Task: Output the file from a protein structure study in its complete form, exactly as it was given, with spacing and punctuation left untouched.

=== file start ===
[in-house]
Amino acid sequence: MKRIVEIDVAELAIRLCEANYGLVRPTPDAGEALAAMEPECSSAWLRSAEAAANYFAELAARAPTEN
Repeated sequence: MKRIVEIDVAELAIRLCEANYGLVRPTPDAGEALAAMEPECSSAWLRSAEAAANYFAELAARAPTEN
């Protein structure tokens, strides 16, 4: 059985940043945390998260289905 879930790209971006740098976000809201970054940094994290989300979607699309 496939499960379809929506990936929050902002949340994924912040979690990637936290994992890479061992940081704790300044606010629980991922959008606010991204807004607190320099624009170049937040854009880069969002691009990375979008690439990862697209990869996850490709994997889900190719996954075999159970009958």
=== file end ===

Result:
[in-house]
Amino acid sequence: MKRIVEIDVAELAIRLCEANYGLVRPTPDAGEALAAMEPECSSAWLRSAEAAANYFAELAARAPTEN
Repeated sequence: MKRIVEIDVAELAIRLCEANYGLVRPTPDAGEALAAMEPECSSAWLRSAEAAANYFAELAARAPTEN
């Protein structure tokens, strides 16, 4: 059985940043945390998260289905 879930790209971006740098976000809201970054940094994290989300979607699309 496939499960379809929506990936929050902002949340994924912040979690990637936290994992890479061992940081704790300044606010629980991922959008606010991204807004607190320099624009170049937040854009880069969002691009990375979008690439990862697209990869996850490709994997889900190719996954075999159970009958």